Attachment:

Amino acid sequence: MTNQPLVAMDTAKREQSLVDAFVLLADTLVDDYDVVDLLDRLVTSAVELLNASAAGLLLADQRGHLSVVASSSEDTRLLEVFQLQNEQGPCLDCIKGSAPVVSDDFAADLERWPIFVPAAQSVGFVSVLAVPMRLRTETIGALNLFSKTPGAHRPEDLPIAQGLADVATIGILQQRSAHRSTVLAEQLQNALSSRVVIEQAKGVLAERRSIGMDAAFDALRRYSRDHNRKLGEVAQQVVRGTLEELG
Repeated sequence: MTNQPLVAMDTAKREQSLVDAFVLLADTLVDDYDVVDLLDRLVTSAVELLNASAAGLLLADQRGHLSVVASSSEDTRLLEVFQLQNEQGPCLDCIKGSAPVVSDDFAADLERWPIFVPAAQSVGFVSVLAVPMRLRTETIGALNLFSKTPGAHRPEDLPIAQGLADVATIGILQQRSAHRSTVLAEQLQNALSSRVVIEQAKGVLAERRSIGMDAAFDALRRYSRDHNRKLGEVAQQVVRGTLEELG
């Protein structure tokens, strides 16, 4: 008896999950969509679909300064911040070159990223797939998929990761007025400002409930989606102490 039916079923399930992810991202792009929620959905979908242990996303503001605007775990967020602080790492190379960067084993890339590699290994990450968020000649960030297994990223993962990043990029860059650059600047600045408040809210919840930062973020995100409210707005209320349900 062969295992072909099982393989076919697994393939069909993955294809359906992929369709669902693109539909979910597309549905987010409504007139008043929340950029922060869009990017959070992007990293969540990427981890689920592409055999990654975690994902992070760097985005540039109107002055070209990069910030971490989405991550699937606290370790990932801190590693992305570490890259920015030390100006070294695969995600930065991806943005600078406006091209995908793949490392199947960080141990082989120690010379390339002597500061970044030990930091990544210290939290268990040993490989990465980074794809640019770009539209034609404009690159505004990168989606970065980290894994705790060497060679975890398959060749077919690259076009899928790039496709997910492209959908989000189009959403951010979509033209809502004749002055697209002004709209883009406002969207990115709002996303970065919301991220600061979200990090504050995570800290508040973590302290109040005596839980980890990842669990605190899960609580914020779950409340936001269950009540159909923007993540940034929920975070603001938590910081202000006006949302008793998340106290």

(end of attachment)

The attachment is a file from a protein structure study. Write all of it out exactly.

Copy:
Amino acid sequence: MTNQPLVAMDTAKREQSLVDAFVLLADTLVDDYDVVDLLDRLVTSAVELLNASAAGLLLADQRGHLSVVASSSEDTRLLEVFQLQNEQGPCLDCIKGSAPVVSDDFAADLERWPIFVPAAQSVGFVSVLAVPMRLRTETIGALNLFSKTPGAHRPEDLPIAQGLADVATIGILQQRSAHRSTVLAEQLQNALSSRVVIEQAKGVLAERRSIGMDAAFDALRRYSRDHNRKLGEVAQQVVRGTLEELG
Repeated sequence: MTNQPLVAMDTAKREQSLVDAFVLLADTLVDDYDVVDLLDRLVTSAVELLNASAAGLLLADQRGHLSVVASSSEDTRLLEVFQLQNEQGPCLDCIKGSAPVVSDDFAADLERWPIFVPAAQSVGFVSVLAVPMRLRTETIGALNLFSKTPGAHRPEDLPIAQGLADVATIGILQQRSAHRSTVLAEQLQNALSSRVVIEQAKGVLAERRSIGMDAAFDALRRYSRDHNRKLGEVAQQVVRGTLEELG
């Protein structure tokens, strides 16, 4: 008896999950969509679909300064911040070159990223797939998929990761007025400002409930989606102490 039916079923399930992810991202792009929620959905979908242990996303503001605007775990967020602080790492190379960067084993890339590699290994990450968020000649960030297994990223993962990043990029860059650059600047600045408040809210919840930062973020995100409210707005209320349900 062969295992072909099982393989076919697994393939069909993955294809359906992929369709669902693109539909979910597309549905987010409504007139008043929340950029922060869009990017959070992007990293969540990427981890689920592409055999990654975690994902992070760097985005540039109107002055070209990069910030971490989405991550699937606290370790990932801190590693992305570490890259920015030390100006070294695969995600930065991806943005600078406006091209995908793949490392199947960080141990082989120690010379390339002597500061970044030990930091990544210290939290268990040993490989990465980074794809640019770009539209034609404009690159505004990168989606970065980290894994705790060497060679975890398959060749077919690259076009899928790039496709997910492209959908989000189009959403951010979509033209809502004749002055697209002004709209883009406002969207990115709002996303970065919301991220600061979200990090504050995570800290508040973590302290109040005596839980980890990842669990605190899960609580914020779950409340936001269950009540159909923007993540940034929920975070603001938590910081202000006006949302008793998340106290």